Wednesday, August 7, 2013

"Wow, what a fantastic story." ~Miki

I am not imaginary...

Budo is lucky as imaginary friends go. He's been alive for more than five years, which is positively ancient in the world of imaginary friends. But Budo feels his age and thinks constantly of the day when eight-year-old Max Delaney will stop believing in him. When that happens, Budo will disappear.

Max is different from other children. Some people say he has Asperger’s, but most just say he’s “on the spectrum.” None of this matters to Budo, who loves Max unconditionally and is charged with protecting him from the class bully, from awkward situations in the cafeteria, and even in the bathroom stalls. But he can’t protect Max from Mrs. Patterson, a teacher in the Learning Center who believes that she alone is qualified to care for this young boy.

When Mrs. Patterson does the unthinkable, it is up to Budo and a team of imaginary friends to save Max—and Budo must ultimately decide which is more important: Max’s happiness or his own existence.

Memoirs of an Imaginary Friend is a triumph of courage and imagination that touches on the truths of life, love, and friendship as it races to a heartwarming . . . and heartbreaking conclusion.

Miki says:
"Wow, what a fantastic story.  This novel is about Budo and Max.  Two best friends, one is imaginary, the other is autistic.  You wouldn't think that a boy who doesn't like change, people, or unscheduled meals could have such an interesting life, but Budo, his imaginary friend, not only gives him the courage to live his life, but he may also be the only one who can save it.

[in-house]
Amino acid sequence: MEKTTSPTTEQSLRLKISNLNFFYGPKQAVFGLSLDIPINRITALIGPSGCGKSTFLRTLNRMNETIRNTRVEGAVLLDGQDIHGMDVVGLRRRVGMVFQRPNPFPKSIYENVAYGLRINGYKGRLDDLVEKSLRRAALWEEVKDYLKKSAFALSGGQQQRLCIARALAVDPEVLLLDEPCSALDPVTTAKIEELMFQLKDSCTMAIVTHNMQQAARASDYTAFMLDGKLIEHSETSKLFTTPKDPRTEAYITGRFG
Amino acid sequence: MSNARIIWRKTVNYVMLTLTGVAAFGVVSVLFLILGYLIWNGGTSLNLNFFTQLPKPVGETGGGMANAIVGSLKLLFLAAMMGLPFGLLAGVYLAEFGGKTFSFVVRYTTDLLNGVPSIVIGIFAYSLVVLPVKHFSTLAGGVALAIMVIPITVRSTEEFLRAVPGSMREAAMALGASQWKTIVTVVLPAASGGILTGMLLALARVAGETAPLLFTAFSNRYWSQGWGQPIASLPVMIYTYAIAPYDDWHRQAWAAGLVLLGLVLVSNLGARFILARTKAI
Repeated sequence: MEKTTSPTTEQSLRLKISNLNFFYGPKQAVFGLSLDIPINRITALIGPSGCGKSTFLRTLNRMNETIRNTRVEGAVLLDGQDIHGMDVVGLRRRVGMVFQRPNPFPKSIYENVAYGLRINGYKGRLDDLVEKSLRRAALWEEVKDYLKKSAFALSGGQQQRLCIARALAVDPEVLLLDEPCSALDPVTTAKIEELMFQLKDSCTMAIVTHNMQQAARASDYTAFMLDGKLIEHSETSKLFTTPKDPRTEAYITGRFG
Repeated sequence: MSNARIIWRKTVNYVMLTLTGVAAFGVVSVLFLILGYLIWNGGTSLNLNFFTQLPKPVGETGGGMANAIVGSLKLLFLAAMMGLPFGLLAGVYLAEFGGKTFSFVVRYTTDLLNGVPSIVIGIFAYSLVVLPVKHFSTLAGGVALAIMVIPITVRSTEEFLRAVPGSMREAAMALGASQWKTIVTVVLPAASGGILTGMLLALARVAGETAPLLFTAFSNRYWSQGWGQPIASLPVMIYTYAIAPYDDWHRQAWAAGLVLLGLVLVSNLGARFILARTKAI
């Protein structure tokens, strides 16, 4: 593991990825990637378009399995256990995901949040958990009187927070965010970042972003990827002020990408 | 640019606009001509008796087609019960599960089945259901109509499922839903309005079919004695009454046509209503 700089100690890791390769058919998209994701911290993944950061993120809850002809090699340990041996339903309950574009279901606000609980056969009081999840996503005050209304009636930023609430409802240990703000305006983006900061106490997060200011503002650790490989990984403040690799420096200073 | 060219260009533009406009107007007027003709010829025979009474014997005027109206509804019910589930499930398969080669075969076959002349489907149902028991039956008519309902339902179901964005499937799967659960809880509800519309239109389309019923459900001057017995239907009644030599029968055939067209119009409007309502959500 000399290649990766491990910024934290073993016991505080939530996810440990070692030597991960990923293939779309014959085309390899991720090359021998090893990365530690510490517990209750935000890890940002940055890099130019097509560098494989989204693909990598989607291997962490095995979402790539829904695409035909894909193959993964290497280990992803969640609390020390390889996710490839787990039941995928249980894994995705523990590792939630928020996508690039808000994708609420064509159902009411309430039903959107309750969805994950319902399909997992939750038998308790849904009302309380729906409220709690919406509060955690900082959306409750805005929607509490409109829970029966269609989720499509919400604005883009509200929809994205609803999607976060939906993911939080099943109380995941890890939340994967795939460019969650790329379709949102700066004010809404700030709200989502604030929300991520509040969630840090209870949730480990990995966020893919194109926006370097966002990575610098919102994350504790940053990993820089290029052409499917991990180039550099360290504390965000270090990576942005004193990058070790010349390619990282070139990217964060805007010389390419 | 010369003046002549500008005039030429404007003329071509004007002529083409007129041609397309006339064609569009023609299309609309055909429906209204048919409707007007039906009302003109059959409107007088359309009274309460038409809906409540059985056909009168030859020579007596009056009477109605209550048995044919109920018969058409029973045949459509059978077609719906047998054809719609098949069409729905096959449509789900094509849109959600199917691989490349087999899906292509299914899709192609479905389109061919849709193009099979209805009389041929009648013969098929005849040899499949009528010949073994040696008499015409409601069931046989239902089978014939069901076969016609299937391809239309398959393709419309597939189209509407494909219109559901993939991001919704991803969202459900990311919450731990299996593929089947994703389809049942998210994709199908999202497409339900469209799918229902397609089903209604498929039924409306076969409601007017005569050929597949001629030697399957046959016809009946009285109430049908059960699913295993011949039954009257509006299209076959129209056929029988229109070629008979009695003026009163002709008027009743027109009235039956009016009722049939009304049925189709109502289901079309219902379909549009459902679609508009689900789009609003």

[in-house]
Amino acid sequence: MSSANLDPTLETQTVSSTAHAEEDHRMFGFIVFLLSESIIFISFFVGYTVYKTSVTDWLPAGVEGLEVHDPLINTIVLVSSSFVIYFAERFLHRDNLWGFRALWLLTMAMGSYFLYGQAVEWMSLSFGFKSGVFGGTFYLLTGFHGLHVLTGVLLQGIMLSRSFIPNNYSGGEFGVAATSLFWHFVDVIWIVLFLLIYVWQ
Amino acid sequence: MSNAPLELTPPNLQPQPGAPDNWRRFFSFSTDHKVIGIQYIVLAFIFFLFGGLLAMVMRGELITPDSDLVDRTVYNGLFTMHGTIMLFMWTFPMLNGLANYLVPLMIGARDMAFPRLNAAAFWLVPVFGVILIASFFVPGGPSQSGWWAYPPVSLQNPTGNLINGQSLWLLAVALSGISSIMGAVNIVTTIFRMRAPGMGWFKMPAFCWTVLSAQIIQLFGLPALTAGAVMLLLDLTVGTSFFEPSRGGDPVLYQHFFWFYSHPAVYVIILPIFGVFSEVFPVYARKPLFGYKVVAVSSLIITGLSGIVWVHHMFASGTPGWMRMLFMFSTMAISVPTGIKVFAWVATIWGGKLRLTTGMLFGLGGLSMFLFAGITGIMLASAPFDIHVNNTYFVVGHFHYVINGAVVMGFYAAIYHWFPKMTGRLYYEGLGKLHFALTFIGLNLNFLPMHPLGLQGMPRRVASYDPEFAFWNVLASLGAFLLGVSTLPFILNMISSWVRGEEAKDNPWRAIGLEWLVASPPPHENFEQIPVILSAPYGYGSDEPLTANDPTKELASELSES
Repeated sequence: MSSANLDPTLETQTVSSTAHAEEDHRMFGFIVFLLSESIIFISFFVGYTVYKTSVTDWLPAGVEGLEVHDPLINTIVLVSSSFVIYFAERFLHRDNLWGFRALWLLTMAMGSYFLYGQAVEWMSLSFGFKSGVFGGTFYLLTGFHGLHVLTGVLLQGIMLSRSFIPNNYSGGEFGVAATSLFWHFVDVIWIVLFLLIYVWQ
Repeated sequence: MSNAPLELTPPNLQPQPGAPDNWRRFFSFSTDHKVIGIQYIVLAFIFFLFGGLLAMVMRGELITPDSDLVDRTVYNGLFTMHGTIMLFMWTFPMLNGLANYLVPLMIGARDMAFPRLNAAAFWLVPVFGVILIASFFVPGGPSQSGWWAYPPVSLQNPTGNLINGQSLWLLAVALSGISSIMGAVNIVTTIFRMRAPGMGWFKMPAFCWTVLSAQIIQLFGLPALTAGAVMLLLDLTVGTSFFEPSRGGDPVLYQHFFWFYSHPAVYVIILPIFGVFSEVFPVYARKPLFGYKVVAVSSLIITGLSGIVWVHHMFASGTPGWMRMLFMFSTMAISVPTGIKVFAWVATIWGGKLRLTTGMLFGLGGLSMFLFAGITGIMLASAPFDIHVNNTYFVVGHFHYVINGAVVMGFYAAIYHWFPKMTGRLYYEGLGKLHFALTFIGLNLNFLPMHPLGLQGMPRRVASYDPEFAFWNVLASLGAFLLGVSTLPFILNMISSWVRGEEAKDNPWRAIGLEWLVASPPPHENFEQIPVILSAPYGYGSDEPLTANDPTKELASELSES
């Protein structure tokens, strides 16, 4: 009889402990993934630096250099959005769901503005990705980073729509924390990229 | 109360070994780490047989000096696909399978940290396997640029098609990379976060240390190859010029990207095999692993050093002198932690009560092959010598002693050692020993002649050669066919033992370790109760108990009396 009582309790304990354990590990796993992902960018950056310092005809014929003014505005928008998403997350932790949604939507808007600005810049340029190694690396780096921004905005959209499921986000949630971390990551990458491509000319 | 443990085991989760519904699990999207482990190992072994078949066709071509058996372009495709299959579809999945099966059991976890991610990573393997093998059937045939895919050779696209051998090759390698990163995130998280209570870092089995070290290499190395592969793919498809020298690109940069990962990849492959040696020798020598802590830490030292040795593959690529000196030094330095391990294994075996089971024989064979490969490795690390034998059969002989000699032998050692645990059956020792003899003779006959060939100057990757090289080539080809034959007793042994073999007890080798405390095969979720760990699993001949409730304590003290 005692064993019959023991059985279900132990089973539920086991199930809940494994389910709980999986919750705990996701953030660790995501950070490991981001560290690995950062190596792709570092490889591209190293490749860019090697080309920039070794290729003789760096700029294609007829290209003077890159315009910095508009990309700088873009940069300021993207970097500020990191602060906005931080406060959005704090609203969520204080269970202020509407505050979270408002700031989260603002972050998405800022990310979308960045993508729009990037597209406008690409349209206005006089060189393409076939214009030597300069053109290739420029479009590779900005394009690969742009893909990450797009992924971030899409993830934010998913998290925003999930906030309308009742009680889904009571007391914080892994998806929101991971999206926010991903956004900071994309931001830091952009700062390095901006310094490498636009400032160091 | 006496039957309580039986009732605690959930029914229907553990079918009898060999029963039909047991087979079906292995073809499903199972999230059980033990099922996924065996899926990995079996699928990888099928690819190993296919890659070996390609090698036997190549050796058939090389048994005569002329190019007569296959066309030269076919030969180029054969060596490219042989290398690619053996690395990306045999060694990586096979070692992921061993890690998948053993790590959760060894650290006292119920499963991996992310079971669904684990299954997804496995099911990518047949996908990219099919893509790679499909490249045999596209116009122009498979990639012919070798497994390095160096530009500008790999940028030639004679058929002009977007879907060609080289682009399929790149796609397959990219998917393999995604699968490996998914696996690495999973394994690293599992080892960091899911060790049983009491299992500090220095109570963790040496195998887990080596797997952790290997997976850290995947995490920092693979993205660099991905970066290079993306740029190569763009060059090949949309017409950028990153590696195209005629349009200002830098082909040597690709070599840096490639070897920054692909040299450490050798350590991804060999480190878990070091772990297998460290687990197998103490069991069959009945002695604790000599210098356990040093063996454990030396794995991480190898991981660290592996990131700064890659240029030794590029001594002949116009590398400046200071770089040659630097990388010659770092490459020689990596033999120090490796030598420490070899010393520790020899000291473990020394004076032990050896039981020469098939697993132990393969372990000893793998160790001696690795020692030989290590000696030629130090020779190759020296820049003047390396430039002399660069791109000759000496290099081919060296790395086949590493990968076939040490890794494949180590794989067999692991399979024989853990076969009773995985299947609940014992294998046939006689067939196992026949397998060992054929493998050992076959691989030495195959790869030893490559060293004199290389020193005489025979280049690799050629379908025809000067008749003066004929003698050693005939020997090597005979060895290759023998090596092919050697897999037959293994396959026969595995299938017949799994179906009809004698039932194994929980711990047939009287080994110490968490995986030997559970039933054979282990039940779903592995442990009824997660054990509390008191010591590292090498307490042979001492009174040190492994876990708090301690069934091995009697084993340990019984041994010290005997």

Max is a special boy with some very special needs. His day to day life is littered with adults who don't understand him, kids who bully him, and and imaginary friend who always seems to disappoint him.  All of this makes Max a vulnerable target and it isn't long before someone takes advantage of his inability to communicate.

   This is when the imaginary Budo begins to question his purpose, his existence, and his courage.  As Max is put into a horrible situation, Budo realizes that he is the only one who can help Max. With this knowledge, Budo must face his fears to save Max, even if it means risking his own life.  

   This book reminded me of Perks of Being a Wallflower in many ways, but it is truly a novel in a category all it's own. "

1 comment:

Mattyd said...

So happy that you enjoyed the book! Thanks so much for taking the time to write the review! It means a lot!